The Atma does not kill, nor does it die from someone else trying to kill it.
So four points have been made:
- Shri Krishna told Arjuna: “You are thinking that it is evil, wrong, and unlawful to fight against your kinsmen. Your logic is incorrect. You are missing the big picture.” Informing Arjuna that his logic and reasoning was incorrect
- “I will tell you the correct logic. You shouldn’t grieve for them. The eternal essence, body dweller, is imperishable and real, whereas human bodies and material objects are perishable, and are unreal, as it were.” Explaining the correct logic and reasoning to Arjuna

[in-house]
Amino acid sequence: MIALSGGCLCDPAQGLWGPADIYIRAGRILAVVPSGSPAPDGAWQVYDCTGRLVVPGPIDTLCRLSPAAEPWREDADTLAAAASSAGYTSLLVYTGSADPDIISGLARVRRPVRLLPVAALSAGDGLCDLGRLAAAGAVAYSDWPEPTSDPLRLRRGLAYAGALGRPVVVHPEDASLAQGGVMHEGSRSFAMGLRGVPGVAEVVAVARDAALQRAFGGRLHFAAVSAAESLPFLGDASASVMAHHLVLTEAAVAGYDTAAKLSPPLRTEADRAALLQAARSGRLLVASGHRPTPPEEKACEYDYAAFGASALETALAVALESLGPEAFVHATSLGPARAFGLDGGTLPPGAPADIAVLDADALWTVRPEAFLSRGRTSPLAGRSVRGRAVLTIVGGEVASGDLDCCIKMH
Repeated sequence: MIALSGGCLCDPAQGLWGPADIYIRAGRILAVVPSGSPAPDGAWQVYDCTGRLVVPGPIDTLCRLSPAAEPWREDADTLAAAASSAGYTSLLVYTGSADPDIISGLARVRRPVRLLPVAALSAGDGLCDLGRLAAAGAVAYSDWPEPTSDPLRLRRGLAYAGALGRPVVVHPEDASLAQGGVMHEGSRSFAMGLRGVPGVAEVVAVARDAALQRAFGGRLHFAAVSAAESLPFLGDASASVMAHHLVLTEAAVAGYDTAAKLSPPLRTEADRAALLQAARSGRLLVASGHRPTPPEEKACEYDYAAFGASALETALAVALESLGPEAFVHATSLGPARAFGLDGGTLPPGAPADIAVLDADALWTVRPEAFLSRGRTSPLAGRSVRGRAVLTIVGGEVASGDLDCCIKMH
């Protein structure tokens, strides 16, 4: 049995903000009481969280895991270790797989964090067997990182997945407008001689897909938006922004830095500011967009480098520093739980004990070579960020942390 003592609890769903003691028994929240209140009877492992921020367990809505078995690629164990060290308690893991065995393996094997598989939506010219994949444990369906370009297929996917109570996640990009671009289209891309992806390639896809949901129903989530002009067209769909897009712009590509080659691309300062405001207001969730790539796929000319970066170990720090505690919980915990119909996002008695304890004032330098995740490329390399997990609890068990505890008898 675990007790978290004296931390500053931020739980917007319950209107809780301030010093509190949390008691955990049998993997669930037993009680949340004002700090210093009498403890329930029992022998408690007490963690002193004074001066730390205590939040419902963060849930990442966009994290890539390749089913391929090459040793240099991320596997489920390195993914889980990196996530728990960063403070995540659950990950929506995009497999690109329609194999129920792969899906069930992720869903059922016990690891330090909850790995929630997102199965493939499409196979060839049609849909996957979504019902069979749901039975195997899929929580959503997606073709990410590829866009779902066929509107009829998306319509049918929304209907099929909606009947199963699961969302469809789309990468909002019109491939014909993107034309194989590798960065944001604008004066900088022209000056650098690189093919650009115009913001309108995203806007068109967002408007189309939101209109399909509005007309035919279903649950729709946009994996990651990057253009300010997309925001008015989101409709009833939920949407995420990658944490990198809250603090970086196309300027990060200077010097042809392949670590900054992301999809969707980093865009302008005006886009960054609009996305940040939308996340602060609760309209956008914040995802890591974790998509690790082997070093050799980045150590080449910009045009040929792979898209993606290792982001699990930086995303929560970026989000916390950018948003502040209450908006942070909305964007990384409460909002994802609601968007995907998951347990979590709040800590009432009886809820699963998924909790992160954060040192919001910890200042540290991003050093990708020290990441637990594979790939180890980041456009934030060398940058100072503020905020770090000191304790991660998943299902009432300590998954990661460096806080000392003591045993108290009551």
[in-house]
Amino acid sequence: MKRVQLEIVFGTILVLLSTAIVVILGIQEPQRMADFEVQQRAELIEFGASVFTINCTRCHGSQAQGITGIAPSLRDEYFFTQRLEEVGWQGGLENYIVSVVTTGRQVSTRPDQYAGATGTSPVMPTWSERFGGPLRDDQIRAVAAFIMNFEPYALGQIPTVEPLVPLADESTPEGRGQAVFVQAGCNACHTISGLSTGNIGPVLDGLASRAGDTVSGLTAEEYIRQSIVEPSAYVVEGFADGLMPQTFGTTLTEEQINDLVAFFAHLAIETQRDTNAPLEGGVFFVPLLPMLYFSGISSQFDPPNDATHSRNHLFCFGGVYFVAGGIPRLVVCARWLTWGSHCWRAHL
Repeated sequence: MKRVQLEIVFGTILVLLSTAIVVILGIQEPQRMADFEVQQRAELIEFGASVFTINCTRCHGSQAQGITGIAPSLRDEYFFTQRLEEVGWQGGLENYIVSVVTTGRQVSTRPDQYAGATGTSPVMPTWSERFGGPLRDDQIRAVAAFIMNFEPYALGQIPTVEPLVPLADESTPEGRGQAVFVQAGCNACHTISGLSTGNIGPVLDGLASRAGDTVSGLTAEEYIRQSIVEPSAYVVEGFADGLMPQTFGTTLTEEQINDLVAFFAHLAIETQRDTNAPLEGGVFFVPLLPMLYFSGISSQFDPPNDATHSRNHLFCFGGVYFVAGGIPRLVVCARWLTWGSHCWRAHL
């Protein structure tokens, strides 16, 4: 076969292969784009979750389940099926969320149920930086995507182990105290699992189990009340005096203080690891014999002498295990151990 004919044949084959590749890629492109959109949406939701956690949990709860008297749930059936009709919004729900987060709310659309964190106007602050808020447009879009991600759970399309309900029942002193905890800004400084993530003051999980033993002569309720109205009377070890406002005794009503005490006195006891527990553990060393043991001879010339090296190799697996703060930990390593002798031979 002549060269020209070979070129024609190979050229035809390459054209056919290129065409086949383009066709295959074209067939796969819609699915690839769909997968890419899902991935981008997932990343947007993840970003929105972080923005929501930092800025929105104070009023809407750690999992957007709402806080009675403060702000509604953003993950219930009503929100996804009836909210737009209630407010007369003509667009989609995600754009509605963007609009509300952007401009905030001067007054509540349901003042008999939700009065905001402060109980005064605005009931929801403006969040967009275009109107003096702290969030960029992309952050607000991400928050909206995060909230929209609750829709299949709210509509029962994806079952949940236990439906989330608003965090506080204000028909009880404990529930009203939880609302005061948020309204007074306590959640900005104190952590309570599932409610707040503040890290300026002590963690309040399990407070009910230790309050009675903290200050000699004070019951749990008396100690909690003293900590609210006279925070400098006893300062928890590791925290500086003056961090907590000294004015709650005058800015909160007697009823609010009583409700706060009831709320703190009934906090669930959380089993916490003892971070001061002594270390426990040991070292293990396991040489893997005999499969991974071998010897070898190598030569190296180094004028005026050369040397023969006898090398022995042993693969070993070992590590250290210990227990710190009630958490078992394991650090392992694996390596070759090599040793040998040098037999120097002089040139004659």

- “I will also give you some practical advice. Do not get agitated by joy and sorrow caused by contact with people, objects, and situations. These are temporary conditions so bear them patiently. Once you learn to remain stable through joy and sorrow, you will begin to realize the eternal essence”. Providing practical guidance to implement this correct logic and reasoning
- “Now that you know that you can never destroy the imperishable eternal essence and that you should not grieve for the perishable, get up and fight, O Arjuna”. Describing the attributes of a person who follows this teaching.
What is the main message of Bhagavad Gita?